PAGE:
During the audience, Kelu manages to convince the king to support his quest to capture Vasco da Gama, who is scheduled to return to India as the Viceroy. They plan to conduct a secret raid and capture da Gama during the hanging of Balia Hasan in Arackal Fort. However, they instead capture Estêvão da Gama (Alexx O'Nell) and bring him as a prisoner to Chirakkal. In the process, Kelu comes across Princess Ayesha (Genelia D'Souza), a fiery warrior princess of Arackal Palace. With the help of Ayesha, Balia Hasan is freed from the gallows.
Back in Chirakkal, the king bestows Kelu with the honour of being the new general ("Kothuval"). Vavvali, however, is somewhat unhappy as the king neglected to acknowledge his role in the capture of Estêvão.
Princess Ayesha is among captives from a raid in Arackal, which was secretly undertaken by the Chirakkal royals in the midst of Kelu's abduction plan, and she is presented to the spoiled prince Bhanu Vikraman as a concubine. She then tries to kill the prince, but Kelu saves him. Later, Kelu helps Ayesha escape from Chirakkal. Kelu tells Vavvali that they should be planning to capture Vasco da Gama rather than spending their days in Chirakkal Palace. With Princess Ayesha, they set out to all the nearby villages and succeed in garnering support from the villagers against the Portuguese. A large number of people join with Kelu, and they prepare to attack.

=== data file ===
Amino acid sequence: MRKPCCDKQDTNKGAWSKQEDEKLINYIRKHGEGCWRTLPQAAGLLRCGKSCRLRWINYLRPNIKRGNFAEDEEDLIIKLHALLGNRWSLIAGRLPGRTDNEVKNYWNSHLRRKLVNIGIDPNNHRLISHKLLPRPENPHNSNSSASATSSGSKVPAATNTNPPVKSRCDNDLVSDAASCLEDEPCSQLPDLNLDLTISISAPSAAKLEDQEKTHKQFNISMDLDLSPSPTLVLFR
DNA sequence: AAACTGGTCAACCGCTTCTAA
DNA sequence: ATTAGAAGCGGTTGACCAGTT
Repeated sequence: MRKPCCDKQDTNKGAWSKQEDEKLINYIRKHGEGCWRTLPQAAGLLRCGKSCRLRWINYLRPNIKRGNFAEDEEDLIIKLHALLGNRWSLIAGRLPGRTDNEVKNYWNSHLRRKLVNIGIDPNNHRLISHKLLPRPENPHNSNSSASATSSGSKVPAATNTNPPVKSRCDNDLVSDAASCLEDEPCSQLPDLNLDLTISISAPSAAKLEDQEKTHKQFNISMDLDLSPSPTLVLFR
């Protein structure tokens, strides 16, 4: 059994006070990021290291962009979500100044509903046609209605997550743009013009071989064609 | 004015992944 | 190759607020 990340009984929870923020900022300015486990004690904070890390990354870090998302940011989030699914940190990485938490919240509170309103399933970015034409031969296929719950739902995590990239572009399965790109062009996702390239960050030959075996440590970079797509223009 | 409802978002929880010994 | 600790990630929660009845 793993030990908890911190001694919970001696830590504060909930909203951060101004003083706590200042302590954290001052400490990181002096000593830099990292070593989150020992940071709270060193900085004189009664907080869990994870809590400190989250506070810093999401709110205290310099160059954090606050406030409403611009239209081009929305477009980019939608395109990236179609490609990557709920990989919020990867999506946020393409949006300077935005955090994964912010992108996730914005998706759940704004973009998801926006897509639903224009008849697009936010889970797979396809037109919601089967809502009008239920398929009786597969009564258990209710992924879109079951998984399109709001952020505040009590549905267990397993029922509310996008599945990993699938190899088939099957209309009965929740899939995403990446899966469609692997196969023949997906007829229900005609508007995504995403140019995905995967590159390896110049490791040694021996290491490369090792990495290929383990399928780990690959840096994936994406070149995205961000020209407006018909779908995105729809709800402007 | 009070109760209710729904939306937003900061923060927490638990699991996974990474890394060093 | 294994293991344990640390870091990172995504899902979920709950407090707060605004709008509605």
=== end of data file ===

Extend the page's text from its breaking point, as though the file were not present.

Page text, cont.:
Meanwhile, with the help of minister Chenichery Kurup (Jagathy Sreekumar), Bhanu Vikraman conspires against his uncle and joins forces with Estêvão da Gama. He assassinates his uncle with a Portuguese pistol. Kelu returns to Chirakkal Palace to discuss with Vikraman, now king of Chirakkal, what actions to take against da Gama, but Bhanu hesitantly states that the army will no longer take orders from Kelu. Chirakkal Bala, the princess of Chirakkal, now joins with Kelu and his cohorts.